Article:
So, round about 21 weeks ago, after a Friday night at the Wine Vaults, Stu and my world changed forever – without us even realising it. Fast forward five and a bit months, we’ve got married, seen our baby three times and had ALOT of hormones flying round.
Don’t worry, I’m not going to ramble on about all of that (mainly because I already have done so here – wedding blog and here – seeing our baby.) Instead, I’m going to talk about this rather eventful last week.
I’d been building up to Monday for a quite a while. Partly, because I knew we were going to have our 20 week scan and get to see everything was still okay with our baby and partly because I was booked in for my second covid vaccine. Now, I know the latter shouldn’t have been a big deal but because I’d been so sick with my first one and I’d heard horror stories about the effects of the second, I wasn’t exactly excited about the prospect of getting jabbed up again.
Anyway, when I woke up on Monday, I did everything to convince myself it was just a normal day, starting with my normal morning run. This was my first bad decision because as soon as I got out I began to feel shooting pains up my leg to my lower back meaning I had to cut my run short. By the time I got home the pain had got so bad that I could barely walk. Convinced I was getting some awful pregnancy paralysis (which I’m pretty sure now isn’t even actually a thing) I did the worst thing you can do when you’re in pain and started to google.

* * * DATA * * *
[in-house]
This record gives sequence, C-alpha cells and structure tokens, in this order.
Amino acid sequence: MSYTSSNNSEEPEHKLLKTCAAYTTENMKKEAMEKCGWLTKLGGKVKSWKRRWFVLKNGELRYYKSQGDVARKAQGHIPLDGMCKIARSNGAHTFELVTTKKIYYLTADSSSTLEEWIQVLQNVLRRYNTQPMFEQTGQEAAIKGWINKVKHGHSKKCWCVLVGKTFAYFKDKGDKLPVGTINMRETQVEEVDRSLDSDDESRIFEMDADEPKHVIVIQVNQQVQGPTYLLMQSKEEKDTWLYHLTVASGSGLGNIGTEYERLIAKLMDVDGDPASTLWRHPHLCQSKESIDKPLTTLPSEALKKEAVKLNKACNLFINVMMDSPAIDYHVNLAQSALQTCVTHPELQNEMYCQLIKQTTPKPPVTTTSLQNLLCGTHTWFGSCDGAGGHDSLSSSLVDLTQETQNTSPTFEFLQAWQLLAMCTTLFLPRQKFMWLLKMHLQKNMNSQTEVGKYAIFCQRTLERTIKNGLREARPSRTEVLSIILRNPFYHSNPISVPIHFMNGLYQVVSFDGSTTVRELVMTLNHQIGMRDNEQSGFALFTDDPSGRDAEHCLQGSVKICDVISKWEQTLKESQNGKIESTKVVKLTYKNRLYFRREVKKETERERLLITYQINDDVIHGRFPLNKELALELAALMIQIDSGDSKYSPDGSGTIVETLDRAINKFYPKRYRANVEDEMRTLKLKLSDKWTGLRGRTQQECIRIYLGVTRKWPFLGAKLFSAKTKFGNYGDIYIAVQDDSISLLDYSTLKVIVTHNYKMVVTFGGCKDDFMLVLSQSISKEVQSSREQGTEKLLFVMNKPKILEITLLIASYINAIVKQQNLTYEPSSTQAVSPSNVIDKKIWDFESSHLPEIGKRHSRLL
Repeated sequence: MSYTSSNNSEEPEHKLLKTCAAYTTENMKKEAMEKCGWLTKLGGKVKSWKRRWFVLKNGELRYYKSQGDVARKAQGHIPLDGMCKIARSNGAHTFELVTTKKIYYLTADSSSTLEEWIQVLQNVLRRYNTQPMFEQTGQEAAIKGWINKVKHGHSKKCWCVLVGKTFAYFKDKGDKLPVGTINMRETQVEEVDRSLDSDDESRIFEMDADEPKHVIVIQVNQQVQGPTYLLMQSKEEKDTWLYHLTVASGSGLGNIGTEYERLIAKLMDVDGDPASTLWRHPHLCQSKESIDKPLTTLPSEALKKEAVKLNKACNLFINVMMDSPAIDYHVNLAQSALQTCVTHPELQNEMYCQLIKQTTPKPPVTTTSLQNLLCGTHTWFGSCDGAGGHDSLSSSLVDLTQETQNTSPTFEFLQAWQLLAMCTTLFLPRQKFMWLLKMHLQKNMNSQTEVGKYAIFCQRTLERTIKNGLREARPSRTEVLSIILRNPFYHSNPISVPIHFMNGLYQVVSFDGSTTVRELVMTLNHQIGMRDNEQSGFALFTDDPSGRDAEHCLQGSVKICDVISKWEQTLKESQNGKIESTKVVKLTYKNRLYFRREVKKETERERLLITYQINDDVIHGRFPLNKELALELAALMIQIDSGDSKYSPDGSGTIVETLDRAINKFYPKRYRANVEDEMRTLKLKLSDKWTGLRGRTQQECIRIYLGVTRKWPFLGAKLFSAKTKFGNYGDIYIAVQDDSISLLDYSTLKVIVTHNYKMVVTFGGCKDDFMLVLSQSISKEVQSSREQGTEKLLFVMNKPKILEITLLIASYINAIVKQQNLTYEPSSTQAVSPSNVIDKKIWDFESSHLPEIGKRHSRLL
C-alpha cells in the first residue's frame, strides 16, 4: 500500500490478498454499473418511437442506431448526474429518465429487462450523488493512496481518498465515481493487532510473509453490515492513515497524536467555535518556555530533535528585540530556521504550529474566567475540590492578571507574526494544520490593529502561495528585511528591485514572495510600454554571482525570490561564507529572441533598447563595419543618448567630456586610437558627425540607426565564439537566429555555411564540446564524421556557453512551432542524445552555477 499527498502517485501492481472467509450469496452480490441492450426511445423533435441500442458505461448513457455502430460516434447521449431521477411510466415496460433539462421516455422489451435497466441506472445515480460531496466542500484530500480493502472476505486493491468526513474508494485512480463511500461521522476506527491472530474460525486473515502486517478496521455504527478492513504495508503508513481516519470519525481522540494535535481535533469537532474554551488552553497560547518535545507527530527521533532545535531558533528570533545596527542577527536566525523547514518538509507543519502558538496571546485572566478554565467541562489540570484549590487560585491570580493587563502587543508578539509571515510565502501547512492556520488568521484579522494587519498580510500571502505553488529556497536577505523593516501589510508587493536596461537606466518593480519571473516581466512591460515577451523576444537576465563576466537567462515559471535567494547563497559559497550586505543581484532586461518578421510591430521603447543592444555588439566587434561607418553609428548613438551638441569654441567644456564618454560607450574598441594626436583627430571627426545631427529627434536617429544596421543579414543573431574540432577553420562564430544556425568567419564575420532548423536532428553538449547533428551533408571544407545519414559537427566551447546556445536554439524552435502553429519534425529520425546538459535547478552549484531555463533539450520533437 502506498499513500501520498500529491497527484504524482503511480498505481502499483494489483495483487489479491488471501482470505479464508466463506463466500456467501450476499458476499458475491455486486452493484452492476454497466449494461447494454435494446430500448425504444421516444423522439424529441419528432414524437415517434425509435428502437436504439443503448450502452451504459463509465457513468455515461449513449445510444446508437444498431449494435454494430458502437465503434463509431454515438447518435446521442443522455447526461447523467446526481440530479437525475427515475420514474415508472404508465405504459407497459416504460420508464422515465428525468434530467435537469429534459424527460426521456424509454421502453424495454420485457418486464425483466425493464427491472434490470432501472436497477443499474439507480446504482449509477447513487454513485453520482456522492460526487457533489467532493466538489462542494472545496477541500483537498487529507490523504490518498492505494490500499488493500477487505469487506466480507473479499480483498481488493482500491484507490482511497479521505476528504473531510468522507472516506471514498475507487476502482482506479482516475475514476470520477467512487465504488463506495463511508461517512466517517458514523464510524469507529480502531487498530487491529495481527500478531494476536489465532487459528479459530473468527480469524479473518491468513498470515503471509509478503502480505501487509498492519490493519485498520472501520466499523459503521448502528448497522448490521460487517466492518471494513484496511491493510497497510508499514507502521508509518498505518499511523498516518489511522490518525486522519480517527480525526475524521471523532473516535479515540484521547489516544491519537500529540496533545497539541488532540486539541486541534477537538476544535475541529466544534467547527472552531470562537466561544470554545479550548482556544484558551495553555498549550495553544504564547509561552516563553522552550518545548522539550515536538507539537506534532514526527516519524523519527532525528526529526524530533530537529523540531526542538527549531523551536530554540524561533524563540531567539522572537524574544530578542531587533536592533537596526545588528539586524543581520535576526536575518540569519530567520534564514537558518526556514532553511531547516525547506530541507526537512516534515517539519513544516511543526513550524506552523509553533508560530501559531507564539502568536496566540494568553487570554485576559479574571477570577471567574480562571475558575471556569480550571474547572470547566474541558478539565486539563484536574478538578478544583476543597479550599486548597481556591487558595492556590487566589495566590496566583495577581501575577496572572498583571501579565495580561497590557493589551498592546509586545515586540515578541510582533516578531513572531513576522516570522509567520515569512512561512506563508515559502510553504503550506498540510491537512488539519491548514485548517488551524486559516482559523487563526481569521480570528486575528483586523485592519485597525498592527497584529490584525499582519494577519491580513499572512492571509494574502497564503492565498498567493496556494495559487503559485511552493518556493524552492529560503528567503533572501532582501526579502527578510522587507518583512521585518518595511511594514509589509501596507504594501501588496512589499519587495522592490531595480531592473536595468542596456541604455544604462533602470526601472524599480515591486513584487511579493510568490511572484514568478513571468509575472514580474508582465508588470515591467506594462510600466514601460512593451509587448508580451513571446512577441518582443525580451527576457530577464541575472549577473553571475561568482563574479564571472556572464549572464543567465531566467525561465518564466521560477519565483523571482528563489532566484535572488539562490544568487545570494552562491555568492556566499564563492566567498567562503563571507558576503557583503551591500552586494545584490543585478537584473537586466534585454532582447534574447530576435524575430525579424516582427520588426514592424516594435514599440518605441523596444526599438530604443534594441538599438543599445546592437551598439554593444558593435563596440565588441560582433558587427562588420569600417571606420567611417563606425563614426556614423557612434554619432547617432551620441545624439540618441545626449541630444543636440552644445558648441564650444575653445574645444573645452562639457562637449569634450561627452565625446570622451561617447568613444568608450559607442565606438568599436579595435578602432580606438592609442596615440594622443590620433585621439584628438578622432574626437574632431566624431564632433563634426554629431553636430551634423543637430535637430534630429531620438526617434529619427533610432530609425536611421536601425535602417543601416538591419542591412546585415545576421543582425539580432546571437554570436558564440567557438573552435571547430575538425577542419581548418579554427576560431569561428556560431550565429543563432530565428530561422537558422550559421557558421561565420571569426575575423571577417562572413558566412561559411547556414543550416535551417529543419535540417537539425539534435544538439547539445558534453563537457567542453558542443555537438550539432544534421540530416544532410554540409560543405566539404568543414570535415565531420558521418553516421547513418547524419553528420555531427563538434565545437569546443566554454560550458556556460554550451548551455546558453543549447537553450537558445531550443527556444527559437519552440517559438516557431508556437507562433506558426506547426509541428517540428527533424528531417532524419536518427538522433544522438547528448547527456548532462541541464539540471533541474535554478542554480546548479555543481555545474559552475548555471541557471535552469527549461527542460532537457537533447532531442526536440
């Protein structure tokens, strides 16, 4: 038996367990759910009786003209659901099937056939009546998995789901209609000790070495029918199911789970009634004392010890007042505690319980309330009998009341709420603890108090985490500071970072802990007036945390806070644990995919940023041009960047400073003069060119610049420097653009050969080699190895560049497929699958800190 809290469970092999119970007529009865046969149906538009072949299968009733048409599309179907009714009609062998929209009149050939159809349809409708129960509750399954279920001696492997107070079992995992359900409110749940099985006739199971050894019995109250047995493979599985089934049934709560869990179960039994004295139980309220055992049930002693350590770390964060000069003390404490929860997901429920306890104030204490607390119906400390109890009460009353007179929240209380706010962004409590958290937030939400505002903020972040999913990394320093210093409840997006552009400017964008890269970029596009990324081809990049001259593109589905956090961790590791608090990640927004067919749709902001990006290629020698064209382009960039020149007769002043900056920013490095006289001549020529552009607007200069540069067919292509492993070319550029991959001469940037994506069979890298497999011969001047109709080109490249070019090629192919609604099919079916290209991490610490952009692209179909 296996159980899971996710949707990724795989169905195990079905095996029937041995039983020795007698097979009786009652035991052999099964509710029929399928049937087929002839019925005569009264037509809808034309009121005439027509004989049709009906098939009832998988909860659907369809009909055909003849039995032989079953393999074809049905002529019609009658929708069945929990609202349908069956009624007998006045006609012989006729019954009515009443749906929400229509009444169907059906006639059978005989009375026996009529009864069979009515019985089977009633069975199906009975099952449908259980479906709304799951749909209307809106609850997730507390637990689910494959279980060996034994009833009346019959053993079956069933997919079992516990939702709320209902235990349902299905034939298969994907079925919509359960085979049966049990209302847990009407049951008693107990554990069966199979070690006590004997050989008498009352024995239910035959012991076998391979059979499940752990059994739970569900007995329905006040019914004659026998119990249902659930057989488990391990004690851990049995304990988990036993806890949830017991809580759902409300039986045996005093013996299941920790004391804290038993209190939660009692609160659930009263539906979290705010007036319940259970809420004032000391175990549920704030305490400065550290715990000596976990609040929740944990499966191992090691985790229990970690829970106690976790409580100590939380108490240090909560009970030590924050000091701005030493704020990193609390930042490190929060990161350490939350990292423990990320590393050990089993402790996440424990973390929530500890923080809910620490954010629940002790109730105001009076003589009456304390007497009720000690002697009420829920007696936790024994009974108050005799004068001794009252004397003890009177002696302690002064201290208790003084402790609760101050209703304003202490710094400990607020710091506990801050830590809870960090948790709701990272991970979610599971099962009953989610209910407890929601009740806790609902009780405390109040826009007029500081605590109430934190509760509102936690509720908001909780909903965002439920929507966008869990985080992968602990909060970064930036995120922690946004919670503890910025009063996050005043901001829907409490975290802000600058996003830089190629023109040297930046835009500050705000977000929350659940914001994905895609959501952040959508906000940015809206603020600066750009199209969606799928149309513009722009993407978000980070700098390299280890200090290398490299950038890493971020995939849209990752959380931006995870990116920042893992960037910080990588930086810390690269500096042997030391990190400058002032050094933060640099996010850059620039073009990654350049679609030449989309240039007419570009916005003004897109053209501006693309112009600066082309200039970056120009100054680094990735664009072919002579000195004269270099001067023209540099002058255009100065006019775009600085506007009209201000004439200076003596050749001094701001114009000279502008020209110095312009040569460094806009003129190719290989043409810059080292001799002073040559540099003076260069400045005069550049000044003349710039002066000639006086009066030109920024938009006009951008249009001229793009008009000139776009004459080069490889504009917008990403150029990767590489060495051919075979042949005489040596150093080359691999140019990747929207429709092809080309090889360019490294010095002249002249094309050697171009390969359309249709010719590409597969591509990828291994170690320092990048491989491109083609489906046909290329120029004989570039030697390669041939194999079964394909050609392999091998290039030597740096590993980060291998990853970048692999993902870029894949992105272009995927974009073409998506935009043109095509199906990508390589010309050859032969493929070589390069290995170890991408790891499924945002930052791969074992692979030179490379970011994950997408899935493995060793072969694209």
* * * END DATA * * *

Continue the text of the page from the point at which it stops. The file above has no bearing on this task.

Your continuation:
Thankfully, after a hundred phone calls to my doctor from me and Stu, we finally got through and I discovered I wasn’t actually dying but I just had the painful, but pretty normal, sciatica. Still feeling in pain but somewhat relieved, I tried to get on with my day as normal as possible until I had to go to my vaccine.
Unfortunately, the place I had to go for my second vaccine didn’t have parking like my first. This meant I had to endure a very painful hobble from the car to the centre only to get the sharp jab before making my way back to car when of course the heavens decided to open.
Arriving home, very wet, I felt relieved that at least one bit of the hard day was done and tried to focus on the exciting bit of seeing my baby rather than all the scary potential possibilities.
About an hour later Stu got home very surprised to see how bad my sciatica limp had got since this morning. And despite being very sympathetic he was finding it hard not to laugh due to my now likeness to dodgy pirate. As you can imagine, these jokes went down very well with a hormonal, in pain and very much on edge Alana.
I then gathered all the forms we needed for our appointment and we drove to the hospital. Driving down, Stu tried to cheer me up telling me how exciting it was that we were going to get to see our baby and asked me what my final guesses were on the gender. Sadly, all I could think was what if there isn’t a baby there now, what if I’ve done something wrong, what if this dream was going to end.
Parking up, we then had the long, and again painful, walk to the maternity ward. Here, we were greeted by possibly the world’s rudest receptionist who asked my name three times, barely looked at our letter (this is an important detail for later) and simply pointed at the row of seats we had to sit on.